Once again, I've gone through and compiled the last 100 posts for a word cloud. Someday I'll figure how to save everything at once, instead of copying and pasting from blogger to make an almost 60-page file.

"Environmental," "field," and "work" are always big. I think that "drilling" and "safety" are a little more prominent than in past post compilations.

For comparison, here's the previous word clouds: 500, 400, 300, 200, and 100.

Wednesday, October 8, 2014

billable lunch?

When I first started doing fieldwork, I had to eat lunch. I was ravenous.

Now that my metabolism has slowed down, I either have something small/snacky (a granola bar or handful of nuts) or go without lunch altogether. It depends on whether or not I cobbled together a good breakfast and how busy I am - if I'm running around like a crazy person, I may forget about eating altogether.

If I don't eat lunch, and I'm going, going, going all day, then clearly the entire day is billable to the client.  But what if I'm overseeing people who stop and take an actual lunch break?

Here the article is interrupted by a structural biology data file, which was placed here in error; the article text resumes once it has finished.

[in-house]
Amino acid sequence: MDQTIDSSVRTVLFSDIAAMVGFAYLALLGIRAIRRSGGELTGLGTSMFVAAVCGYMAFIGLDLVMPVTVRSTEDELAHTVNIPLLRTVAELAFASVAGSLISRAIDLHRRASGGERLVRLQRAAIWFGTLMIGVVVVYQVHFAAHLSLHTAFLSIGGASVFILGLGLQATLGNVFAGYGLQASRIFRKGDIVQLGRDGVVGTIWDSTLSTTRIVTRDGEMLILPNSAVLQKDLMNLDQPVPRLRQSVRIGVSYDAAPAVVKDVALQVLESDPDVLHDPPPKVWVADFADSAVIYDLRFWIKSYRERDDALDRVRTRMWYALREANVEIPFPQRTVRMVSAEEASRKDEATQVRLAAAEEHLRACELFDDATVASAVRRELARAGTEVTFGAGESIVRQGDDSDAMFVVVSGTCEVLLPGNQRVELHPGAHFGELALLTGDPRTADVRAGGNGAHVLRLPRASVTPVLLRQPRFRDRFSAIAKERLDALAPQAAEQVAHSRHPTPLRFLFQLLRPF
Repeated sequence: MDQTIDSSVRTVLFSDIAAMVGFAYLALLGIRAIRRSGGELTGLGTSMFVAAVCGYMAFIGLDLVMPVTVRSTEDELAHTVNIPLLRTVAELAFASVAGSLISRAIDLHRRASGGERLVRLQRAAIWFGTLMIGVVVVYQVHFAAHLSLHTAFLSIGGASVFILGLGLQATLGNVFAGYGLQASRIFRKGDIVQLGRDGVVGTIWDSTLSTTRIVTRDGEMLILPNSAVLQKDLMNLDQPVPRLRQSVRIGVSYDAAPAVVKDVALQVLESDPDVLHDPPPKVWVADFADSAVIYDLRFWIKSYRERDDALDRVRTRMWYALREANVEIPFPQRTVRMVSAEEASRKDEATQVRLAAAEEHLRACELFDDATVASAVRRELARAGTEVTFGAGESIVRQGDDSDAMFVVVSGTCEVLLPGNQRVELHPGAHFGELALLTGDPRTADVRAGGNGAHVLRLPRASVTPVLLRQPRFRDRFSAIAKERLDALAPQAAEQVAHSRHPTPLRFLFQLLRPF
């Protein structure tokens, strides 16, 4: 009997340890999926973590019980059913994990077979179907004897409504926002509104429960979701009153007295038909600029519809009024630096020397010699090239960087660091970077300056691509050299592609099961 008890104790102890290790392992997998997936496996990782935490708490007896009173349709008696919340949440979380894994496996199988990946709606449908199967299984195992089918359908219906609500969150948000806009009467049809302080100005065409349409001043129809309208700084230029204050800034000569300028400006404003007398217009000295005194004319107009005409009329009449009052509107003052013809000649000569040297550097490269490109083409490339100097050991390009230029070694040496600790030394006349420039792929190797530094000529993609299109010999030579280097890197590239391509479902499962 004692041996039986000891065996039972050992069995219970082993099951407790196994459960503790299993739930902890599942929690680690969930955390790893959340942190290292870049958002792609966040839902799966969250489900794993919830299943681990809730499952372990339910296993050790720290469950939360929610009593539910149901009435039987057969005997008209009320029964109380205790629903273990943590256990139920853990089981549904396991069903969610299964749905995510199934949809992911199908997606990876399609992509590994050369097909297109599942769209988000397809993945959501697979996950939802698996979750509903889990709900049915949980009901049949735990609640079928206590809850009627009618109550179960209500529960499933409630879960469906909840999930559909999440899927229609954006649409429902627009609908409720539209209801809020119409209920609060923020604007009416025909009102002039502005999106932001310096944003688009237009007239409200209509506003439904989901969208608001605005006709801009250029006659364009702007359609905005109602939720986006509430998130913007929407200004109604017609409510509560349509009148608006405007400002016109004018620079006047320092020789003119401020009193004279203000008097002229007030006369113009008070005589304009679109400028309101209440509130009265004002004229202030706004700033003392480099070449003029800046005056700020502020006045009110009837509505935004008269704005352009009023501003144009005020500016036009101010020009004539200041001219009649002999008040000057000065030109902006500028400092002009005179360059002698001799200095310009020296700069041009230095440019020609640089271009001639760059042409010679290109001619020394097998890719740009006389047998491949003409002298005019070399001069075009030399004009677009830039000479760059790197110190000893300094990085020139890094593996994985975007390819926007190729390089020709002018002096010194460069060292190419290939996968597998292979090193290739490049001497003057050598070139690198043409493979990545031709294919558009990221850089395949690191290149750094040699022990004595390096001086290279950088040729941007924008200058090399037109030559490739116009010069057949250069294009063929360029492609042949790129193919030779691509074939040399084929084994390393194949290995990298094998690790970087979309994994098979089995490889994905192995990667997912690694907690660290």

I generally consider the entire day to be billable. If the field crew is taking lunch, if I'm not eating something (or I spend 2 minutes eating a granola bar), I'm catching up on paperwork, mucking out the trailer, answering phone calls and e-mails I've ignored, etc. It is a slow day indeed if I have nothing to do for a half hour or so.

If the budget is super tight, I may donate that half hour or so. If there's a chance that I'm not going to have at least 8 hours of work that day, I'll probably consider the lunch time to be billable. On a very rare occasion I'll actually Go Out and sit down for lunch with coworkers/contractors, and that time is definitely not billable.

Consultants, what's your lunch/billing policy?

Friday, October 3, 2014

it is noted that

Another writing pet peeve to add to the pile:

I work with a few people who have the "it is observed/noted" writing tic, and it drives me nuts. You don't need to tell the reader that you're observing/noting it because you already have it in there. And that construction is so passive as to be a parody of itself. Really, who observed it and thought it was important enough to put it in? You, the writer did! Gah.

Luckily, it's an easy fix.

"It is noted that the site is inundated with floodwater when it rains, and every time this happens the treatment system shuts down for six hours."


"The site is inundated with floodwater when it rains, and every time this happens the treatment system shuts down for the six hours."

And while I have my red pencil out (and I can't resist this sort of thing):

"The site floods with every rainstorm because the seven-acre parcel drains directly into the treatment system pen. Whenever this happens, the treatment system shuts down for six hours to allow the innards PLC module to dry."

See? So much better.